As facial-reading technology gains momentum, policymakers are stepping up to check inherent privacy risks connected to the technology.
“[Facial-recognition technology] has serious implications for consumer privacy and personal safety,” Franken said in a letter to NTIA. “Unfortunately, our privacy laws provide no express protections for facial-recognition data; under current law, any company can use facial-recognition technology on anyone without getting their permission—and without any meaningful transparency.”
The technology presents numerous opportunities to make customer service seamless, improve identification, and create opportunities for innovation. For example, The New York Times reports face-reading software could detect if a student was confused and provide them with extra tutoring.
But as facial data is collected and becomes readily available, there is a deficiency of laws to protect a user’s control over the use and distribution of this information.
“Digital images are increasingly available, and the importance of securing faceprints and ensuring consumers’ appropriate control over their data is clear,” said Lawrence Strickling, assistant secretary for communications and information for the Commerce Departgment and NTIA’s administrator.
Stakeholders will convene for the first meeting on Feb. 6, with additional meetings to be scheduled throughout the spring and summer.
The Commerce Department agency began the privacy multistakeholder process in 2012 as part of the Obama administration’s effort to implement a Consumer Privacy Bill of Rights. Its first topic—privacy notifications on mobile devices—took more than a year to complete.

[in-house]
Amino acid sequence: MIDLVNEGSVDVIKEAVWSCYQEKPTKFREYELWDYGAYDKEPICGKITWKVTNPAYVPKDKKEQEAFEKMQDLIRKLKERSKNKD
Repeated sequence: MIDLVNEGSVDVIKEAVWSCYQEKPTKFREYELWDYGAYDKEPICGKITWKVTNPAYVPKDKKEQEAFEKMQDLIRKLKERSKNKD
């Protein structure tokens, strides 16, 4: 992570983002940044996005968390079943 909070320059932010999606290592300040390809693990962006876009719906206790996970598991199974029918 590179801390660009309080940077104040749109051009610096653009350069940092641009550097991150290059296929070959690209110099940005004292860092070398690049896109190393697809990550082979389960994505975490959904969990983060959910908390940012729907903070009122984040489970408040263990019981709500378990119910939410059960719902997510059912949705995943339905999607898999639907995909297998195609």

What We're Following See More »
The House has completed it's business for 2016 by passing a spending bill which will keep the government funded through April 28. The final vote tally was 326-96. The bill's standing in the Senate is a bit tenuous at the moment, as a trio of Democratic Senators have pledged to block the bill unless coal miners get a permanent extension on retirement and health benefits. The government runs out of money on Friday night.
The Senate passed the National Defense Authorization Act today, sending the $618 billion measure to President Obama. The president vetoed the defense authorization bill a year ago, but both houses could override his disapproval this time around.
"President-elect Donald Trump railed against the Trans-Pacific Partnership on his way to winning the White House and has vowed immediately to withdraw the U.S. from the 12-nation accord. Several of his cabinet picks and other early nominees to top posts, however, have endorsed or spoken favorably about the trade pact, including Iowa Gov. Terry Branstad, announced Wednesday as Mr. Trump’s pick for ambassador to China, and retired Marine Gen. James Mattis, Mr. Trump’s pick to head the Department of Defense."